Located in Northern Texas, the Palo Duro Canyon has been a protected state park since 1934. It is the second largest canyon in the county at 120 miles long, 20 miles wide, and more than 800 feet deep. It was formed by water and sediment erosion from a fork of the Red River over the past 90 million years.
4. The Totem Pole, Arizona
The Totem Pole is part of Monument Valley, a group of rock formations near the intersection of the borders of Colorado, Nevada, New Mexico, and Utah. This area is called the ‘Four Corners’ region due to its location.
The rock formation is made up of three visible layers, or stratifications, that began forming around 245 million years ago during the Late Triassic Period. These layers vary in color and texture, making it easy to see the differences.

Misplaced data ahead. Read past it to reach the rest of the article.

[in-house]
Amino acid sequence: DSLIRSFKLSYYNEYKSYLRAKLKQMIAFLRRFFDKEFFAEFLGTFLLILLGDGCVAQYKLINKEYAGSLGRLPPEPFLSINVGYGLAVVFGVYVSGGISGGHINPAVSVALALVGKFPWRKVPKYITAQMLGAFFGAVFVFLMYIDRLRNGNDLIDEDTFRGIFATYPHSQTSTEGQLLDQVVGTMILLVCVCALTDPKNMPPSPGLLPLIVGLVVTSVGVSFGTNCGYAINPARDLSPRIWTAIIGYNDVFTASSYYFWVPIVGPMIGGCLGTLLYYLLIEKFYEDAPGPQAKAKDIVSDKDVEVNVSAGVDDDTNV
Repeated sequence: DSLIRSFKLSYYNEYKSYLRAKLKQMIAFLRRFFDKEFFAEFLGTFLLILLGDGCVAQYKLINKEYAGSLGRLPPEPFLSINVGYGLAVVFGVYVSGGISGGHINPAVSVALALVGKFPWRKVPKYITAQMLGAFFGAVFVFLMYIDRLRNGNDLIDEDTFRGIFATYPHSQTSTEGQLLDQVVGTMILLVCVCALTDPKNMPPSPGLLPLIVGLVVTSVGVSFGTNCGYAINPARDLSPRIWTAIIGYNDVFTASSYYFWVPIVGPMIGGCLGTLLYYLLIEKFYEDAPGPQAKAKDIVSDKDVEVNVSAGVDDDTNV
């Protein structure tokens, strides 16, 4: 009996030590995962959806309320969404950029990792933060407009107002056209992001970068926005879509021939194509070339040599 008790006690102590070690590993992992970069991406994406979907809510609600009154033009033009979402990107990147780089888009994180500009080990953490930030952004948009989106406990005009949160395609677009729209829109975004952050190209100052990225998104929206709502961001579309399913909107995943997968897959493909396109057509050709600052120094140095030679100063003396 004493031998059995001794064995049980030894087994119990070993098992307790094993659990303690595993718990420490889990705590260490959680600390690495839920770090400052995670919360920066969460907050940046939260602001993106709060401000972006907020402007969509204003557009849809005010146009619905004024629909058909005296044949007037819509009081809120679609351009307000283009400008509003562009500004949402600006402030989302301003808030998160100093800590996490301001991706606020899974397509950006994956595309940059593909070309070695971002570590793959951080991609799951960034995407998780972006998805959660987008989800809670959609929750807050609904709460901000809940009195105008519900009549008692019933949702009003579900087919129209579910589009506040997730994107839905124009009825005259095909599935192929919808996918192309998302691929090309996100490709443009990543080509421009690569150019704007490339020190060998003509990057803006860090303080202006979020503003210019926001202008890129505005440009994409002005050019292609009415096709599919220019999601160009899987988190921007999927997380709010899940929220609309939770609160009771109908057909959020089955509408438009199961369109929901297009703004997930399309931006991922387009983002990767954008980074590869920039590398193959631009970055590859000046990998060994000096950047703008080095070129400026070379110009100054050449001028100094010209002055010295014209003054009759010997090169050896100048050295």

The other formations in Monument Valley include:
- Camel Butte
- Three Sisters
- The Mittens
- Elephant Butte
- The Thumb
5. Half Dome, California
This rock formation sits in Yosemite National Park in California and began around 65 million years ago. While it looks like the other half of a dome is no longer there, it likely never existed. Instead, the rock likely cracked apart into thin shells, leading to a smooth rock mountainside.
6. Antelope Canyon, Arizona
The floodwaters gathered speed and picked up segments that eventually carved the contours and corridors of the incredible canyon. Floods still occur in the area, so erosion continues to slowly change the rock formation.
7. Turnip Rock, Michigan
This rock formation on Lake Huron is shaped like a turnip and has trees growing on top of it. It was formed from wave erosion over thousands of years, although the formation time is unknown. This formation has a flat top and tapers down to a narrow base rising from the water.
Turnip Rock is close to the shore, but that part of the shoreline is private property protected by a gated community. Instead, many people kayak to the Turnip Rock to get an up-close look at the incredible sight.